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Notebook: Lightning look to continue winning ways at Amalie Arena

by Bryan Burns / Tampa Bay Lightning

The Tampa Bay Lightning will face their second of three Atlantic Division opponents to start the 2014-15 season when they play the Ottawa Senators tonight at Amalie Arena.

Although it’s only game two, winning games against divisional opponents, especially at home, is paramount for Tampa Bay’s playoff hopes.

“Naturally, this is a team you’re fighting with to get in the playoffs down the road,” Lightning head coach Jon Cooper said after the Bolts’ morning skate. “This is somebody you’re going to have to go through…You want to help yourself. To have a chance of making the playoffs, you’ve got to beat the teams in your division, and it’s pretty plain and simple.”

Ottawa’s first three games of the 2014-15 season are on the road before playing its home opener Thursday, October 16, against the Colorado Avalanche. The Senators dropped their first game of the season to Nashville, allowing three third-period goals after entering the final period with a 1-0 advantage.

“We’re starting off at home; they’re starting off on the road. They’ve been on the road now for four or five days, and we’ve got to try to take advantage of these situations,” Cooper said.

Ottawa finished last season with a 37-31-14 record (88 points) to finish fifth in the Atlantic Division and 11th in the Eastern Conference, missing the playoffs for the first time in three years. But, the Senators are a much different team this year.

Twelve players, including F Alex Chiasson and C David Legwand, made their Ottawa debut two days ago against the Predators.

“They’re a talented group,” Lightning F Ryan Callahan said. “They have a very mobile defense, good goaltending. It’s more about us in here, what we do, how we prepare our systems. I think if we concentrate on that, we’ll be fine.”

BRENDEN’S BACK

Lightning forward Brenden Morrow said he didn’t have any issues with his back after playing 7:54 of the season opener.
Morrow had been sidelined for the latter portion of training camp and a couple preseason games with back spasms but was cleared in time for Thursday’s victory over Florida.

“Nothing with the back, probably more issues with the hands, the feet and the brain,” he said. “The back actually felt pretty good, but it was the rust and what not of not being in too much game action for a long time.”

Morrow said it will probably take him a couple games before he returns to his old self.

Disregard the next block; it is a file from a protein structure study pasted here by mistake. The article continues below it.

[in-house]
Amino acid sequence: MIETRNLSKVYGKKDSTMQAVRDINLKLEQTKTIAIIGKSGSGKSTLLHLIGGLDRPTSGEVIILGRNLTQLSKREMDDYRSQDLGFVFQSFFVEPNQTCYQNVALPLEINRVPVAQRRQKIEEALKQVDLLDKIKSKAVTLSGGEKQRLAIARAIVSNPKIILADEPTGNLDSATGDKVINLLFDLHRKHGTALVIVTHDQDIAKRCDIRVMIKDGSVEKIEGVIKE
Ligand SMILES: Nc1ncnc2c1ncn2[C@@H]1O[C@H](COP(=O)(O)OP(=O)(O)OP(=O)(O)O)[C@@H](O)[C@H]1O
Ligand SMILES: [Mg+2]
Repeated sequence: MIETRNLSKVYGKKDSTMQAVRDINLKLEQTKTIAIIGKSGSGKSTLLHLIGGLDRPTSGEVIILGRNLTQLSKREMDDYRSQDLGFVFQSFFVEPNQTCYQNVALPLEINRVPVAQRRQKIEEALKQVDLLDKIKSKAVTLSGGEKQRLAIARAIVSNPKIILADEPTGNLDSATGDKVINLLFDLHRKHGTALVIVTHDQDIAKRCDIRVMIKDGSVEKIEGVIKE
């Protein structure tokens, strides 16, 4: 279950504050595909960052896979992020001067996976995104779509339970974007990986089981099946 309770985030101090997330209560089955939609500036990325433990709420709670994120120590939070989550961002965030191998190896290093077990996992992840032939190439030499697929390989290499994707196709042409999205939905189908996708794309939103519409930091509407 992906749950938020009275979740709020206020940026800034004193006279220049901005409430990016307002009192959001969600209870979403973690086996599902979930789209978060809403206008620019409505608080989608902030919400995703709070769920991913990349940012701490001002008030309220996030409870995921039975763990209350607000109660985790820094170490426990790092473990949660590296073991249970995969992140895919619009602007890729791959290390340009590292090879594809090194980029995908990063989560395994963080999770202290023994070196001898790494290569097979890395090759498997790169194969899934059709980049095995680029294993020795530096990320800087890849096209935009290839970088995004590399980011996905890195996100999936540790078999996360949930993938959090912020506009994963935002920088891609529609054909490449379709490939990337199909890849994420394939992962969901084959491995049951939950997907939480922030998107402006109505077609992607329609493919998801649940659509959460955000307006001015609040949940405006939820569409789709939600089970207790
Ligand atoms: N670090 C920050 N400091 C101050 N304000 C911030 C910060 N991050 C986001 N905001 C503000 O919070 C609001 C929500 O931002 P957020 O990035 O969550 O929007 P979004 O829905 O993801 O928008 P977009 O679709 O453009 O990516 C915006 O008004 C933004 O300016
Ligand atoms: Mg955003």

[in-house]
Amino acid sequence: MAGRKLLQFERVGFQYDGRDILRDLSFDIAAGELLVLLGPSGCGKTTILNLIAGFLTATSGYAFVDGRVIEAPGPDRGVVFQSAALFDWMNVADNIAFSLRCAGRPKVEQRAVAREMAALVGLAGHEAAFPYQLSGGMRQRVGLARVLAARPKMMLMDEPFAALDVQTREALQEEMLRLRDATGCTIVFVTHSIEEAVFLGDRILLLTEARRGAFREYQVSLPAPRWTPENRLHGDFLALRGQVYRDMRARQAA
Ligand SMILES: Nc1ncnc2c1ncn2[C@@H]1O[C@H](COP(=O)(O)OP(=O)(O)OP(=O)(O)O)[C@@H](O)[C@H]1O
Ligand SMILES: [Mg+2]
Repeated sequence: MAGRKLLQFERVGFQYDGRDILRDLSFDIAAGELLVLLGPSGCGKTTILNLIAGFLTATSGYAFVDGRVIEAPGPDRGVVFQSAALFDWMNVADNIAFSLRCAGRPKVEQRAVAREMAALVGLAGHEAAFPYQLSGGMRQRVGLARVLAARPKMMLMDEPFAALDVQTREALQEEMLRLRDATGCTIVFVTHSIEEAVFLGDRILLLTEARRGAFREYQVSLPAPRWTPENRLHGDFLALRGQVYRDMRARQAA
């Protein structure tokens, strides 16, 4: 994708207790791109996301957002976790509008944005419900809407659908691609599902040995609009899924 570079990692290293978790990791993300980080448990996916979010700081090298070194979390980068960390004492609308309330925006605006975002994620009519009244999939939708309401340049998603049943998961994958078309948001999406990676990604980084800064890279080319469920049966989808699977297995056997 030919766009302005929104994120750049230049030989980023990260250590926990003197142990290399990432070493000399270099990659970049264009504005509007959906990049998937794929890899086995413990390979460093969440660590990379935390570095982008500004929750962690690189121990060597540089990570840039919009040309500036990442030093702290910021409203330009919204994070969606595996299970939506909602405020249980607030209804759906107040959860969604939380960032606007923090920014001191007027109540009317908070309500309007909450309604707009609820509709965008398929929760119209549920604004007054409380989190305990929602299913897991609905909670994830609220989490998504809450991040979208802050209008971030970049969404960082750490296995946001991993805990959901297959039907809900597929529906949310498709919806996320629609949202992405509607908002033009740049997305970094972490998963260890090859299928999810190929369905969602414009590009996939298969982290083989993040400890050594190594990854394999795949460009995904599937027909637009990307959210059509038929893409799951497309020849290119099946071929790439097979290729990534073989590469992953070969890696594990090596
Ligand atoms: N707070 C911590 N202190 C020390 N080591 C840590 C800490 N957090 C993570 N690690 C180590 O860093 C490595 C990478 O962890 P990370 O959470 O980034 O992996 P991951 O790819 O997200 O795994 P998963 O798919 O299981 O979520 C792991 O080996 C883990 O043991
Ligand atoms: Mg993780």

“When we’re doing things in practice, sometimes you know that the defense is going to let you do some things, so in the game, everything is different,” he said. “When you’re not used to the speed and the timing, it usually takes you a few games.”

ERIK THE GREAT

Cooper called Ottawa defenseman Erik Karlsson “a dynamic player” and said he ranks Karlsson among the top echelon of NHL players.

“Here’s how I describe guys like Karlsson. Karlsson’s so fast, he could beat out his own icing,” Cooper said. “He gets the puck. He controls everything that goes on the ice. He plays the game skating forwards. He knows how to gap. He knows how to put you in positions that make you get rid of the puck, especially for a guy that’s not very big.”

Karlsson ranked first in the NHL last season for most points by a defensemen with 74. Tampa Bay’s Victor Hedman was third at 55.

“You’ve got to continually make (Karlsson) work,” Cooper said. “The problem is it seems like he never gets tired.”

DROUIN TIMETABLE

19-year-old rookie Jonathan Drouin continues to skate with the Lightning at practice but has yet to join in fully. Cooper said it would be a couple more days before the team has a better idea when he’ll be ready to make his NHL debut.

“I would say, I think probably Monday or Tuesday we’ll have a better indication of where he’s going to be,” Cooper said.

BISH PLEASE

Ben Bishop will be making his second-straight start in goal to begin the season. Cooper admitted the Lightning were a playoff-caliber team last year with Bishop, but without him, they weren’t.

“To have that guy back there that you just throw out there 60, 65 times a year is pretty comforting,” Cooper said.

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